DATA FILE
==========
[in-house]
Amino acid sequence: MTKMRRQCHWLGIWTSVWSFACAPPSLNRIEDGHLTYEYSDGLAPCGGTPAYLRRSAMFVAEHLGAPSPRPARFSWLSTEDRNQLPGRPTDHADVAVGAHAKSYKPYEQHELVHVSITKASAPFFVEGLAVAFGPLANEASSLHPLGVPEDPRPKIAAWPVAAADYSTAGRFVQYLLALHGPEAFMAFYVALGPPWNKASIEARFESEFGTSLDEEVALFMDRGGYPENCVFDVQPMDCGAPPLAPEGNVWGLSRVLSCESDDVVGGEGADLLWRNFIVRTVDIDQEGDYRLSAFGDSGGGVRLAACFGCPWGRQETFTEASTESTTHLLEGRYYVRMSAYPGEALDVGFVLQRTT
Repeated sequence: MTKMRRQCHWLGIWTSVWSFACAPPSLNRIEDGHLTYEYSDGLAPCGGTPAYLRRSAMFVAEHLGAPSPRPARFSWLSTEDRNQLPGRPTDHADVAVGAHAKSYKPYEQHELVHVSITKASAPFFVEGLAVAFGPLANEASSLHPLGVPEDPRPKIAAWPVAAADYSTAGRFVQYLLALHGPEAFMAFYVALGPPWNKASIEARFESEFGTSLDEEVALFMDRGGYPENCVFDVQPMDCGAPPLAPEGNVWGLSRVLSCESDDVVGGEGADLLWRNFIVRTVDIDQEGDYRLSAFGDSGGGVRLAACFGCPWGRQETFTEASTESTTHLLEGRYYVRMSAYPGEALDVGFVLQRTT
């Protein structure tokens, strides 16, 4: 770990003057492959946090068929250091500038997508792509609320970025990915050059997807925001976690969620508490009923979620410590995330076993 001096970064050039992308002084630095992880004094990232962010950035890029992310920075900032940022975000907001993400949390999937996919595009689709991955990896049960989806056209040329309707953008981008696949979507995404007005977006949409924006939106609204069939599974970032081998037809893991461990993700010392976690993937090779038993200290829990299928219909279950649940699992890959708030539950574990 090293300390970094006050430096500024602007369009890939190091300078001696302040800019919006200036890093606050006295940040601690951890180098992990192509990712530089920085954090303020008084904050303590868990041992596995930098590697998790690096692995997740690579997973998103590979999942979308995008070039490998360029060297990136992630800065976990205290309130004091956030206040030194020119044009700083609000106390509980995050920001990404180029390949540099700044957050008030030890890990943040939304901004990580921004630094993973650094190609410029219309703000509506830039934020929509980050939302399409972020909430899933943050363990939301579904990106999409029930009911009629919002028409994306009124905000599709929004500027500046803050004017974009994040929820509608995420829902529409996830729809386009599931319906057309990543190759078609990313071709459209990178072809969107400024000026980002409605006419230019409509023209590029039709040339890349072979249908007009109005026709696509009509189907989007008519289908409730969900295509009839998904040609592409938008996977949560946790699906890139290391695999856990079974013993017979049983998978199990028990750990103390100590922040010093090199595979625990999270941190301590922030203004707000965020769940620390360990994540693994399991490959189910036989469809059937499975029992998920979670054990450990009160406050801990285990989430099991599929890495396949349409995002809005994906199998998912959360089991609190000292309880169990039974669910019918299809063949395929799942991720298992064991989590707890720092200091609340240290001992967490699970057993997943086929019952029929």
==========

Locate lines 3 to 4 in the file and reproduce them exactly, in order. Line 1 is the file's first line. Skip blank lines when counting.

Repeated sequence: MTKMRRQCHWLGIWTSVWSFACAPPSLNRIEDGHLTYEYSDGLAPCGGTPAYLRRSAMFVAEHLGAPSPRPARFSWLSTEDRNQLPGRPTDHADVAVGAHAKSYKPYEQHELVHVSITKASAPFFVEGLAVAFGPLANEASSLHPLGVPEDPRPKIAAWPVAAADYSTAGRFVQYLLALHGPEAFMAFYVALGPPWNKASIEARFESEFGTSLDEEVALFMDRGGYPENCVFDVQPMDCGAPPLAPEGNVWGLSRVLSCESDDVVGGEGADLLWRNFIVRTVDIDQEGDYRLSAFGDSGGGVRLAACFGCPWGRQETFTEASTESTTHLLEGRYYVRMSAYPGEALDVGFVLQRTT
């Protein structure tokens, strides 16, 4: 770990003057492959946090068929250091500038997508792509609320970025990915050059997807925001976690969620508490009923979620410590995330076993 001096970064050039992308002084630095992880004094990232962010950035890029992310920075900032940022975000907001993400949390999937996919595009689709991955990896049960989806056209040329309707953008981008696949979507995404007005977006949409924006939106609204069939599974970032081998037809893991461990993700010392976690993937090779038993200290829990299928219909279950649940699992890959708030539950574990 090293300390970094006050430096500024602007369009890939190091300078001696302040800019919006200036890093606050006295940040601690951890180098992990192509990712530089920085954090303020008084904050303590868990041992596995930098590697998790690096692995997740690579997973998103590979999942979308995008070039490998360029060297990136992630800065976990205290309130004091956030206040030194020119044009700083609000106390509980995050920001990404180029390949540099700044957050008030030890890990943040939304901004990580921004630094993973650094190609410029219309703000509506830039934020929509980050939302399409972020909430899933943050363990939301579904990106999409029930009911009629919002028409994306009124905000599709929004500027500046803050004017974009994040929820509608995420829902529409996830729809386009599931319906057309990543190759078609990313071709459209990178072809969107400024000026980002409605006419230019409509023209590029039709040339890349072979249908007009109005026709696509009509189907989007008519289908409730969900295509009839998904040609592409938008996977949560946790699906890139290391695999856990079974013993017979049983998978199990028990750990103390100590922040010093090199595979625990999270941190301590922030203004707000965020769940620390360990994540693994399991490959189910036989469809059937499975029992998920979670054990450990009160406050801990285990989430099991599929890495396949349409995002809005994906199998998912959360089991609190000292309880169990039974669910019918299809063949395929799942991720298992064991989590707890720092200091609340240290001992967490699970057993997943086929019952029929």